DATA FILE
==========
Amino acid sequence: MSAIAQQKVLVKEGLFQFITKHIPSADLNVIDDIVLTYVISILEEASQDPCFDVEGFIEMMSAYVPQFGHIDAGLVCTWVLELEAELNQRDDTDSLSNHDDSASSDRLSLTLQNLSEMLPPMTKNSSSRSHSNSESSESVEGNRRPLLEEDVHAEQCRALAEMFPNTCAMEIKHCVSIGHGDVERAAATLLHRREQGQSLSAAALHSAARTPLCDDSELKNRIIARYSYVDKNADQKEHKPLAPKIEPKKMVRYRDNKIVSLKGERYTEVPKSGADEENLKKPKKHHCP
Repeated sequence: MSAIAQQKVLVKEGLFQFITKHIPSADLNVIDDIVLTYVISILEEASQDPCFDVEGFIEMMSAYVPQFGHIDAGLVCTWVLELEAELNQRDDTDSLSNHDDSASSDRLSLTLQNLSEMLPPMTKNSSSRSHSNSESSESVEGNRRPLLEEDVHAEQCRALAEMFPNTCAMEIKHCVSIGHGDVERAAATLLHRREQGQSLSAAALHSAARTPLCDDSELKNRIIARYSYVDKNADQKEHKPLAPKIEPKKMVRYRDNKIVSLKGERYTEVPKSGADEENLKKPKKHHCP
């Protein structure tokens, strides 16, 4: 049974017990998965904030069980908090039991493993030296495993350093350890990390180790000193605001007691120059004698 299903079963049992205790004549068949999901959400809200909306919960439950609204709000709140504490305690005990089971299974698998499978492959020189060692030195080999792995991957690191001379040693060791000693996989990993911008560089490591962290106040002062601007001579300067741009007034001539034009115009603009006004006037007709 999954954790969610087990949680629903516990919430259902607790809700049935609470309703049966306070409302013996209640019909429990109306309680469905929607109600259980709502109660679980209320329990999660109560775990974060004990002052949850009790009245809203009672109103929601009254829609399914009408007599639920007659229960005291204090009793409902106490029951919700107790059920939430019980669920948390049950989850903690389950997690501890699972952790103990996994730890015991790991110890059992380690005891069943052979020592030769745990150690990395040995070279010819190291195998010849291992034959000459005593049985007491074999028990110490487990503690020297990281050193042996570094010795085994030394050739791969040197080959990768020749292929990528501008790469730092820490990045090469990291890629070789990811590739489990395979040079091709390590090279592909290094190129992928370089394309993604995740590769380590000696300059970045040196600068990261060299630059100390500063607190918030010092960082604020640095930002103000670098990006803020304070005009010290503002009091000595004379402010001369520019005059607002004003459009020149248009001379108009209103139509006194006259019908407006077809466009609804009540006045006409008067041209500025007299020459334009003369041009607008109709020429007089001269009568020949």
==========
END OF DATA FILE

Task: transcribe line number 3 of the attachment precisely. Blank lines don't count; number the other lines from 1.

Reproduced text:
């Protein structure tokens, strides 16, 4: 049974017990998965904030069980908090039991493993030296495993350093350890990390180790000193605001007691120059004698 299903079963049992205790004549068949999901959400809200909306919960439950609204709000709140504490305690005990089971299974698998499978492959020189060692030195080999792995991957690191001379040693060791000693996989990993911008560089490591962290106040002062601007001579300067741009007034001539034009115009603009006004006037007709 999954954790969610087990949680629903516990919430259902607790809700049935609470309703049966306070409302013996209640019909429990109306309680469905929607109600259980709502109660679980209320329990999660109560775990974060004990002052949850009790009245809203009672109103929601009254829609399914009408007599639920007659229960005291204090009793409902106490029951919700107790059920939430019980669920948390049950989850903690389950997690501890699972952790103990996994730890015991790991110890059992380690005891069943052979020592030769745990150690990395040995070279010819190291195998010849291992034959000459005593049985007491074999028990110490487990503690020297990281050193042996570094010795085994030394050739791969040197080959990768020749292929990528501008790469730092820490990045090469990291890629070789990811590739489990395979040079091709390590090279592909290094190129992928370089394309993604995740590769380590000696300059970045040196600068990261060299630059100390500063607190918030010092960082604020640095930002103000670098990006803020304070005009010290503002009091000595004379402010001369520019005059607002004003459009020149248009001379108009209103139509006194006259019908407006077809466009609804009540006045006409008067041209500025007299020459334009003369041009607008109709020429007089001269009568020949």